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| Photo from Ajay Anand

Credit: Picasa

2013 Wharton MBA graduate Ajay Anand wants to use artificial intelligence to transform the way diamonds are purchased. 

Anand is the founder of Rare Carat, a start-up launched last October that bills itself as the “ of diamonds,” allowing users to browse through diamonds from different retailers in the same way that travel search engine KAYAK allows users to search for travel deals. 

Users can filter the search based on price range and quality. Each diamond that appears on the search results is rated between one and five based on how good a deal it is. 

Anand was inspired to create Rare Carat after he tried to buy a diamond to propose to his wife.

“Like most people, I had zero knowledge about how to properly buy a diamond when I started,” he said. “I was blown away when I realized no one had built a good tool to help with this process. It was such an obvious product to be built.”

That being said, setting up Rare Carat has not been without challenges. Anand has to persuade users to search for diamonds on the website as well as to buy them online. Over nine out of ten millennials search for diamonds online, but the vast majority end up buying in-shop, according to Forbes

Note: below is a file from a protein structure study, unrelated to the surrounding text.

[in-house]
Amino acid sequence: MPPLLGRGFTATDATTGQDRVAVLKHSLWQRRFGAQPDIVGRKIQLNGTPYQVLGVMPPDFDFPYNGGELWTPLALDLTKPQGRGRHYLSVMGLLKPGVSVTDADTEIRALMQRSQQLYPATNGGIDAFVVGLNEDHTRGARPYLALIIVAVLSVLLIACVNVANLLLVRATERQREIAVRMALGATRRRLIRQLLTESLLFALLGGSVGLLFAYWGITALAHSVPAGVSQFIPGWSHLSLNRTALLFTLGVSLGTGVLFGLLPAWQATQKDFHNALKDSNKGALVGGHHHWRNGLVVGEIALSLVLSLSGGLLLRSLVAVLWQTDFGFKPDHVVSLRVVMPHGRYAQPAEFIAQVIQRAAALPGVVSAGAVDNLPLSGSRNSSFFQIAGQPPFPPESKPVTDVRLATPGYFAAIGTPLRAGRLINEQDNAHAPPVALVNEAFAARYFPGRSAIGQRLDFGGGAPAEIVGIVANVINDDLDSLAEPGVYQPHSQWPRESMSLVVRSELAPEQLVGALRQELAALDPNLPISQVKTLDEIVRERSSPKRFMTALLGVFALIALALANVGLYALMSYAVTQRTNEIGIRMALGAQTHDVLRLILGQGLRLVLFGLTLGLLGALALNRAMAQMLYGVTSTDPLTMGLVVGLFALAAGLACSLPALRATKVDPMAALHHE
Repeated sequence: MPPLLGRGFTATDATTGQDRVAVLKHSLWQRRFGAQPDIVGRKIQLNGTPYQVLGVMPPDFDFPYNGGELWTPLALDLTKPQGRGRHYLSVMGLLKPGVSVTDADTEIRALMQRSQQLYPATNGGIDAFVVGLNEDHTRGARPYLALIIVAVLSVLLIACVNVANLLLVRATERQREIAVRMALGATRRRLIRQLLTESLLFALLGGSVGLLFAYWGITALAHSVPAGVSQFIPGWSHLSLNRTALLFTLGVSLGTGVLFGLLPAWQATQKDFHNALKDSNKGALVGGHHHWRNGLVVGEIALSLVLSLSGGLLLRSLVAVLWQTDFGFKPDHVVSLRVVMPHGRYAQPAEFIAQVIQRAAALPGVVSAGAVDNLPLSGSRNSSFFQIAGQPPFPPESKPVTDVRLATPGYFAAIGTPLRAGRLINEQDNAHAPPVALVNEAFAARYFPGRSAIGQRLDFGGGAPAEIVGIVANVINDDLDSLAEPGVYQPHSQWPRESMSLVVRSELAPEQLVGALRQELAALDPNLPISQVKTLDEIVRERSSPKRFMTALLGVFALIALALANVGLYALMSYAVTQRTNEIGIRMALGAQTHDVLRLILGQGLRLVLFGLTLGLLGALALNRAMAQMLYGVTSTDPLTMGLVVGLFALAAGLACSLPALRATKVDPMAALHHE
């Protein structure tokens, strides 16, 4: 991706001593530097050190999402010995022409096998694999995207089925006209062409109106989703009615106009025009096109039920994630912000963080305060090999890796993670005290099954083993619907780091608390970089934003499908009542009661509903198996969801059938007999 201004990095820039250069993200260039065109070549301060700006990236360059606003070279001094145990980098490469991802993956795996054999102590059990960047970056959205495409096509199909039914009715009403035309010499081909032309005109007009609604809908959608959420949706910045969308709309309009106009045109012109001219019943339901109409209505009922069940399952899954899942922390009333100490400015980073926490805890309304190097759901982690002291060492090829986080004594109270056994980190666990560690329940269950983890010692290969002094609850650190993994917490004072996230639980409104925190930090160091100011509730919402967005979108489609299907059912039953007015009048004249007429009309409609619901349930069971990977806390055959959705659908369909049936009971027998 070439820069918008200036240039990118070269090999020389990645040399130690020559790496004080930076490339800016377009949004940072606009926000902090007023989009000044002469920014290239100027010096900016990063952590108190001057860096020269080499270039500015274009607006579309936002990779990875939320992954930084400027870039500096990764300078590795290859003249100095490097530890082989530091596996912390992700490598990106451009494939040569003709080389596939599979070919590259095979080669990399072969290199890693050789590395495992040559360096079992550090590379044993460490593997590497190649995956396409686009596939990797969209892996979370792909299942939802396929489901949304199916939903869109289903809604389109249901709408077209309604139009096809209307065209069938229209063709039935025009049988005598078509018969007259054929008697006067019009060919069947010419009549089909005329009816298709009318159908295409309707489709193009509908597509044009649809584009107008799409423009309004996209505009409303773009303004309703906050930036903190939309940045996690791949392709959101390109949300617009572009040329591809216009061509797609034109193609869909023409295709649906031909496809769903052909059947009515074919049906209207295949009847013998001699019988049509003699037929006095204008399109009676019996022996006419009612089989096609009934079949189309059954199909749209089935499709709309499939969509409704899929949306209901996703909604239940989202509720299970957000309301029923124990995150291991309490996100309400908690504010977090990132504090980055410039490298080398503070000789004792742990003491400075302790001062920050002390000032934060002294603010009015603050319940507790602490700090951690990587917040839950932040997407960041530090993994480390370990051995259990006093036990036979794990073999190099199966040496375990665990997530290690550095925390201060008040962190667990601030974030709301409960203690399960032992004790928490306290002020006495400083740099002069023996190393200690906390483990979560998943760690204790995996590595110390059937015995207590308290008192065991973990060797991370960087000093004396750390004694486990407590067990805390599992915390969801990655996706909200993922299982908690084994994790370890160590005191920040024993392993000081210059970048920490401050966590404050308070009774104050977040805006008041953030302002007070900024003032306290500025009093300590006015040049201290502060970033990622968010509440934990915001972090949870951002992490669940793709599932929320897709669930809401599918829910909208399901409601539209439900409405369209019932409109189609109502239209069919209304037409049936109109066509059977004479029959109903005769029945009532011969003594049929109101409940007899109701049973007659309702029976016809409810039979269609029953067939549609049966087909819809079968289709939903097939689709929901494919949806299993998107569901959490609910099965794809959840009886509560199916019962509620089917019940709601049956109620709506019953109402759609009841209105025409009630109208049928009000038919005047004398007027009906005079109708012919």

Rare Carat is trying to change this trend by making shopping for diamonds online easier than in person. 

Rare Carat uses IBM technology on a program they call “Rocky” that helps with the search process, Anand said. In a text conversation, Rocky talks with every user about what they are looking for in their ideal diamond, explains what each property of a diamond is and shows users diamonds that fit their wants.

Anand added that Rocky learns from every search and is widening its knowledge of gemology.

Since launching last year, Rare Carat has helped more than 400,000 users search for diamonds. The average diamond listed in search results costs $12,000.

The diamond industry has traditionally been plagued with issues of ethics. The United Nations has discouraged the distribution of conflict diamonds which are "diamonds illegally traded to fund conflict in war-torn areas, particularly in central and western Africa."

To address this, Rare Carat limits its searches to conflict-free diamonds. The company states on its  website that it is able to "do something about [ethical sourcing] from the inside." One of their measures is having vendors guarantee that they will only supply conflict-free diamonds. 

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